The Government says it has no plans to introduce a tax on soft drinks and fatty foods, despite a University of Otago study showing such a move could improve people's health.
The study, by researchers from Otago and Auckland universities and published yesterday, found that based on 32 studies from high-income countries, there would be a 0.02% fall in energy intake from saturated fat for each 1% price increase. A 10% increase in the price of soft drinks could cut consumption by up to 24%.
It also found the consumption of fruit and vegetables could increase by between 2% and 8% for each 10% decrease in price.
However, the authors found that a subsidy could result in people buying fewer other healthy products, such as fish, or more unhealthy products.
The study also found that people from lower socioeconomic backgrounds were more likely to change their habits as a result of taxes or subsidies.
Co-author Prof Tony Blakely, from Otago University's department of public health in Wellington, said there should be taxes on unhealthy foods, just as there were on alcohol and tobacco.
This was especially the case for sugary drinks, for which price increases were shown to have the greatest impact on consumption.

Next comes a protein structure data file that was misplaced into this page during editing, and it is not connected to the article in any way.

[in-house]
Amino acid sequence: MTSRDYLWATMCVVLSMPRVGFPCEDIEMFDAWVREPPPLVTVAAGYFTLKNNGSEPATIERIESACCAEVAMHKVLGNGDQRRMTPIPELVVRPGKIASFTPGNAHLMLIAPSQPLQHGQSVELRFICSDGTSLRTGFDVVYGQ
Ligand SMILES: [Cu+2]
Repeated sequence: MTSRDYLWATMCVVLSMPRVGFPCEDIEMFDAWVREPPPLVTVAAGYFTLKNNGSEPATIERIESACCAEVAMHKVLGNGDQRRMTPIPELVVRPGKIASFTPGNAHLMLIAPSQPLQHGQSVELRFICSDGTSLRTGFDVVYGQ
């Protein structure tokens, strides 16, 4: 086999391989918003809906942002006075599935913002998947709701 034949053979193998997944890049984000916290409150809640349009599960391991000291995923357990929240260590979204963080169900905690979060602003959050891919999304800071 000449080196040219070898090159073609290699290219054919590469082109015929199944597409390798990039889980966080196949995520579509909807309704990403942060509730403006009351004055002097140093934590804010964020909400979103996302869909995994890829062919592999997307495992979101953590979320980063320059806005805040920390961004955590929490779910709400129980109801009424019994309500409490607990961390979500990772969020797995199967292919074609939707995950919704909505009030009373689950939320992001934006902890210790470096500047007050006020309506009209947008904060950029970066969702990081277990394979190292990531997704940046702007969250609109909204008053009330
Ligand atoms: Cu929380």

''We think there is probably enough information to start acting now,'' Prof Blakely said.
However, Health Minister Tony Ryall told the Otago Daily Times the Government had no plans to introduce taxes on unhealthy foods.
''Such a tax would add to the burden of many families in tight economic times,'' he said.
Prof Blakely accepted Mr Ryall's argument that just increasing taxes would add to financial strain. However, if subsidies for healthy foods were introduced alongside taxes it was possible families could be better off financially.
University of Canterbury senior lecturer in economics Dr Eric Crampton said introducing taxes and subsidies on food would be difficult.
''They're the kind of thing that sounds simple, but wind up being a bit of a compliance nightmare,'' Dr Crampton said.
Issues such as whether frozen or canned foods should be subsidised and where to draw the line in terms of how processed a food was would be difficult to administer, he said.